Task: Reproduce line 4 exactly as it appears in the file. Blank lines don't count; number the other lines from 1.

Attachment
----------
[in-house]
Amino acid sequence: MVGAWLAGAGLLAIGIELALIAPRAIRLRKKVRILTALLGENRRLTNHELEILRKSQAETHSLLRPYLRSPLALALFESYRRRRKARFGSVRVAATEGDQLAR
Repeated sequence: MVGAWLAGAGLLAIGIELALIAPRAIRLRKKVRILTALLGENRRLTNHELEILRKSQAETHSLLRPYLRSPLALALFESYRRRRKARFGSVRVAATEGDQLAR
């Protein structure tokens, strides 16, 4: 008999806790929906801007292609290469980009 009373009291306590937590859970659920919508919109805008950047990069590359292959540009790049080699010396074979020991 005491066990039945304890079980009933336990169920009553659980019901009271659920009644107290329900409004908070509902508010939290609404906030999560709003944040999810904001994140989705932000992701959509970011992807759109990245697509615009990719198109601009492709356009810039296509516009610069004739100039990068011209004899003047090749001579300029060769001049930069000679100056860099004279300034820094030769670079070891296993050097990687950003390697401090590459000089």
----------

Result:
């Protein structure tokens, strides 16, 4: 008999806790929906801007292609290469980009 009373009291306590937590859970659920919508919109805008950047990069590359292959540009790049080699010396074979020991 005491066990039945304890079980009933336990169920009553659980019901009271659920009644107290329900409004908070509902508010939290609404906030999560709003944040999810904001994140989705932000992701959509970011992807759109990245697509615009990719198109601009492709356009810039296509516009610069004739100039990068011209004899003047090749001579300029060769001049930069000679100056860099004279300034820094030769670079070891296993050097990687950003390697401090590459000089």